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Varnish stripping problems

Discussion in 'Miscellaneous' started by davelanthier, Jan 27, 2005.

  1. davelanthier

    davelanthier Wooden Canoes are in the Blood

    The interior finish of this an old wood canoe appears to have the original clear varnish with a second old yet later clear coat of something unknown . The second coat has become checked and dark brown . The usual chemical paint stripping agents seem to turn these finishes into a thick slime which is not water soluble and completely plugs up the cleaning tools . It leaves a chewing gum type of residue . I have tried several solvents to no avail . Laquer thinner and acetone do work somewhat but not well enough . I'm wondering if the second coat is shellac ? Any ideas or assistance greatly appreciated .
     
  2. Paul Miller

    Paul Miller Canoe Nut

    Shellac

    Hi,

    I was just speaking with Mason Smith of upstate NY yesterday about stripping Shellac out of an old canoe. Mason said he has run accross this often and it produces just as you have described. Problem is, I can't remember what he said would work on it. He mentioned TSP but I can't remember is he said it worked or did not work. Maybe he's out there somewhere.

    Good luck,

    Paul
     
  3. Larry Bowers

    Larry Bowers yellow cedar manipulator

    Hi Dave,
    have you tried methal hydrate or denatured alcohol? I have not tried either one but read where it does work on shellac. Hope this helps.
     
  4. David Niles

    David Niles Curious about Wooden Canoes

    varnish stripping problems- removing shelliac

    Denatured alcohol works very well on shellac. It is used to refinish alligatored surfaces on antique furniture by very slightly dampening a cloth with denatured alcohol and lightly rubbing. The very slightly damp cloth partially disolves the shellac and redistributes it, still leaving the all important patinia. Denatured alcohol in any greater concentration than "slightly damp" will remove the schellac finish. What would be a disaster for antiques (removing the patina) is just what you want with this canoe, so use denatured alcohol in full strength. It won't work on the varnish, so you are going to have to use stripper on the varnish after removing the shellac. If you are lucky someone has found something that will remove both finishes in one step and post it, I'm unaware of such a product.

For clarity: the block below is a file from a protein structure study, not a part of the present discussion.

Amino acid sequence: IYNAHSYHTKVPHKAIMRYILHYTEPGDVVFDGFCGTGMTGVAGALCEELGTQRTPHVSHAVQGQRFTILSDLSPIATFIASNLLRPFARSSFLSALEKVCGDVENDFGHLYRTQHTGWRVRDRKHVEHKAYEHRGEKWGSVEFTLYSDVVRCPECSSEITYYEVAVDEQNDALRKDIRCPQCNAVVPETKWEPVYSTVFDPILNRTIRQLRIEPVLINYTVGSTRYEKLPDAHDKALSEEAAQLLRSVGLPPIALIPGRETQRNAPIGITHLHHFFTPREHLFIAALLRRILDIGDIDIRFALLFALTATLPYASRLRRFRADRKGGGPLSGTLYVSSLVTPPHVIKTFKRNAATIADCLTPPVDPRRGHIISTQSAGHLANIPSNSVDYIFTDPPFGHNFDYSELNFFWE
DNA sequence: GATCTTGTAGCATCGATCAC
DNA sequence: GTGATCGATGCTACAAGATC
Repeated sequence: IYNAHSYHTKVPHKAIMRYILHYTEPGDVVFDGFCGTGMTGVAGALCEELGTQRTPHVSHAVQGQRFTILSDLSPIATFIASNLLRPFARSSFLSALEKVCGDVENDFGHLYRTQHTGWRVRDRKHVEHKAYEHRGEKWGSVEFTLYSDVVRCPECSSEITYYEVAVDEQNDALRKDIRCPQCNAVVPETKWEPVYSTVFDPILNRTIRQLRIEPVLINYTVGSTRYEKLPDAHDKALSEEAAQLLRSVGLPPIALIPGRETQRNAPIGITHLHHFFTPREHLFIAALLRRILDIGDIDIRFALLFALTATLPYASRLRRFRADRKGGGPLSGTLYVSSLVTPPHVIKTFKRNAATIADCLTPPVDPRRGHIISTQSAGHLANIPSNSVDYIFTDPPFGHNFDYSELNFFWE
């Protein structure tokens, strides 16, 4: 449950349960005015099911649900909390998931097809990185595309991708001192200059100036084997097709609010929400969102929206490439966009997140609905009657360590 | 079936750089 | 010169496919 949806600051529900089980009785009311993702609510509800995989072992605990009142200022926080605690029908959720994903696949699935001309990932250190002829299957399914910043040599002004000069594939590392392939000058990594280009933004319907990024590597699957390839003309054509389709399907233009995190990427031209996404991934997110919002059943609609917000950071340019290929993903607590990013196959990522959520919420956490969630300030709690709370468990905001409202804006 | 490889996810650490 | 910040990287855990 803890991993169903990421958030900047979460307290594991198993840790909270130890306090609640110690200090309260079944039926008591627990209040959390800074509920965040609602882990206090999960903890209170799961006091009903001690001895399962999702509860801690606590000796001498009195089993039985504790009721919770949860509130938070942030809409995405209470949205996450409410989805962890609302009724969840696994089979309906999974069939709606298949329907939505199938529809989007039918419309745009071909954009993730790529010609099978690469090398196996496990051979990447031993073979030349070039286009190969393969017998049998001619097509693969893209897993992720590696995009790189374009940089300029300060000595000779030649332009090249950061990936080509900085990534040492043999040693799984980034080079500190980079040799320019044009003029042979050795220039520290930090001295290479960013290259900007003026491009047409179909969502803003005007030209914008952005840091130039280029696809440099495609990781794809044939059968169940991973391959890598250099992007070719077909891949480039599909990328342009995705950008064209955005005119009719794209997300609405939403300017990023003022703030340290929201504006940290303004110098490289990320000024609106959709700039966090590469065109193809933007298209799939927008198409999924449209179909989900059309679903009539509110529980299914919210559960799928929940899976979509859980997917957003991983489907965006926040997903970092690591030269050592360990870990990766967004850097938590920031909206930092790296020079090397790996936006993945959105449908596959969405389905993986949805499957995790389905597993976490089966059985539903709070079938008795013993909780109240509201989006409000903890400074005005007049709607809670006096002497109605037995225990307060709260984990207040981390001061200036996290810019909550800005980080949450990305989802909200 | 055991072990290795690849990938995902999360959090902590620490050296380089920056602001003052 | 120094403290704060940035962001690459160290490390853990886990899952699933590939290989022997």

Dave
     
  5. Andy Hutyera

    Andy Hutyera The Red Canoe Guy

    I've had great success removing varnish by mixing equal parts of alcohol and lacquer thinner. Sometimes adding a bit of stripper to the solution gives it a little extra kick. The secret is to use a paint brush that has had the bristles cut short so that it scrubs. It will clean out the cracks and other stuborn places. You can keep rinsing the whole thing with a clean solution of the same stuff and literally wash off the old finish. If the outer layer is indeed shellac this brew will cut through it and also work on the varnish underneath. It has the added benefit of being a whole lot cheaper than stripper and no methylene chloride. Of course you need good ventilation and no open flames. Otherwise you may get a great buzz and/or get your whiskers singed.
     

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